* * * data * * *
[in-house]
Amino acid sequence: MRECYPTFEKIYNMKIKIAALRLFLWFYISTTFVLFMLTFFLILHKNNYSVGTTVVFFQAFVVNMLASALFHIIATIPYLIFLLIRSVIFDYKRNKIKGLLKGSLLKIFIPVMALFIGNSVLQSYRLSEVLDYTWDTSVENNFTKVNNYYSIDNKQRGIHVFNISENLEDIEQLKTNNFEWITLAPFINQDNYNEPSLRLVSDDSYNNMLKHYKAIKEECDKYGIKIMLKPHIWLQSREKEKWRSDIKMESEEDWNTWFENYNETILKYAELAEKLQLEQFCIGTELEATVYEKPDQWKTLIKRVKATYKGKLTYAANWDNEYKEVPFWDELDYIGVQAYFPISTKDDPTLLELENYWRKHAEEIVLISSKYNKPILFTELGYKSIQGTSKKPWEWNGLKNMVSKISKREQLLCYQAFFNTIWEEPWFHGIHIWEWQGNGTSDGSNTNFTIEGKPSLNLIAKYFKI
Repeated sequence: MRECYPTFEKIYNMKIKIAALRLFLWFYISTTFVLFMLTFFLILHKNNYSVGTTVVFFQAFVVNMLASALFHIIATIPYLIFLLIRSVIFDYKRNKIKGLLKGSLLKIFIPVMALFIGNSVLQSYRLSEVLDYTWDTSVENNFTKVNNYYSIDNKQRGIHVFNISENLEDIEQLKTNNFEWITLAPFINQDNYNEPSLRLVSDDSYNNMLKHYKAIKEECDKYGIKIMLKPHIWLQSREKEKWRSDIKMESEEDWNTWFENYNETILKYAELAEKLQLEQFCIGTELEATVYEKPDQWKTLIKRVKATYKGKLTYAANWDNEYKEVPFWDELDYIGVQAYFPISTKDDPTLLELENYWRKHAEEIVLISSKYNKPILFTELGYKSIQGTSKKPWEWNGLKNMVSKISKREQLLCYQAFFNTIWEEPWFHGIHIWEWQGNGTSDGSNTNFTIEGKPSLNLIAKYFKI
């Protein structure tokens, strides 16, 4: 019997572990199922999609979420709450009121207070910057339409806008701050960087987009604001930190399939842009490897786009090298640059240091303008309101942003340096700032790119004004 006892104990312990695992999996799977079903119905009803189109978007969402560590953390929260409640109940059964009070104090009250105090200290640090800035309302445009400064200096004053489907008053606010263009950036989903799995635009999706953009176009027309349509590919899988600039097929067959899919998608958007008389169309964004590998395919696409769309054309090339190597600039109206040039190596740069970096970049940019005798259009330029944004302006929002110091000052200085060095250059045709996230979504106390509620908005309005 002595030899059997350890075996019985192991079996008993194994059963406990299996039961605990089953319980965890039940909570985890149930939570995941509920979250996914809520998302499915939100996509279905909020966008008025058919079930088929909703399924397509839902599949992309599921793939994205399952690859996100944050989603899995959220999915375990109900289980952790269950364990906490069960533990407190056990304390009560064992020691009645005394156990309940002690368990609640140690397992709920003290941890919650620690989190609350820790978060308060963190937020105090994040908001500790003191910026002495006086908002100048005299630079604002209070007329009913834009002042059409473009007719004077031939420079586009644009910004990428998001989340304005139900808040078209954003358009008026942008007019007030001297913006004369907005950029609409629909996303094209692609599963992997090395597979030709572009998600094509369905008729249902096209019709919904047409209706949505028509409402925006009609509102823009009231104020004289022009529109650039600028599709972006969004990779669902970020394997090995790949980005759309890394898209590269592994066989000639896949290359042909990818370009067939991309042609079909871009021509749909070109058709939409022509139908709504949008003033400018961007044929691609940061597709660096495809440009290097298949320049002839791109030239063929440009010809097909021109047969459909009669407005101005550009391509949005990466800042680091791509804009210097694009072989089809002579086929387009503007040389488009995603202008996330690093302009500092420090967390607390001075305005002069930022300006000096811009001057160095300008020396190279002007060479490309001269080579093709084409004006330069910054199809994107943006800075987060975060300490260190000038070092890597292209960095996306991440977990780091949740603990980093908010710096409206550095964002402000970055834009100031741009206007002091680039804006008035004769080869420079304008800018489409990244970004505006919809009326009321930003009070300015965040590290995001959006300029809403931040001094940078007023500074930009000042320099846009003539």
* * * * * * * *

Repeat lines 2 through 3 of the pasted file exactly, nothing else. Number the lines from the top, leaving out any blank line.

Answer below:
Amino acid sequence: MRECYPTFEKIYNMKIKIAALRLFLWFYISTTFVLFMLTFFLILHKNNYSVGTTVVFFQAFVVNMLASALFHIIATIPYLIFLLIRSVIFDYKRNKIKGLLKGSLLKIFIPVMALFIGNSVLQSYRLSEVLDYTWDTSVENNFTKVNNYYSIDNKQRGIHVFNISENLEDIEQLKTNNFEWITLAPFINQDNYNEPSLRLVSDDSYNNMLKHYKAIKEECDKYGIKIMLKPHIWLQSREKEKWRSDIKMESEEDWNTWFENYNETILKYAELAEKLQLEQFCIGTELEATVYEKPDQWKTLIKRVKATYKGKLTYAANWDNEYKEVPFWDELDYIGVQAYFPISTKDDPTLLELENYWRKHAEEIVLISSKYNKPILFTELGYKSIQGTSKKPWEWNGLKNMVSKISKREQLLCYQAFFNTIWEEPWFHGIHIWEWQGNGTSDGSNTNFTIEGKPSLNLIAKYFKI
Repeated sequence: MRECYPTFEKIYNMKIKIAALRLFLWFYISTTFVLFMLTFFLILHKNNYSVGTTVVFFQAFVVNMLASALFHIIATIPYLIFLLIRSVIFDYKRNKIKGLLKGSLLKIFIPVMALFIGNSVLQSYRLSEVLDYTWDTSVENNFTKVNNYYSIDNKQRGIHVFNISENLEDIEQLKTNNFEWITLAPFINQDNYNEPSLRLVSDDSYNNMLKHYKAIKEECDKYGIKIMLKPHIWLQSREKEKWRSDIKMESEEDWNTWFENYNETILKYAELAEKLQLEQFCIGTELEATVYEKPDQWKTLIKRVKATYKGKLTYAANWDNEYKEVPFWDELDYIGVQAYFPISTKDDPTLLELENYWRKHAEEIVLISSKYNKPILFTELGYKSIQGTSKKPWEWNGLKNMVSKISKREQLLCYQAFFNTIWEEPWFHGIHIWEWQGNGTSDGSNTNFTIEGKPSLNLIAKYFKI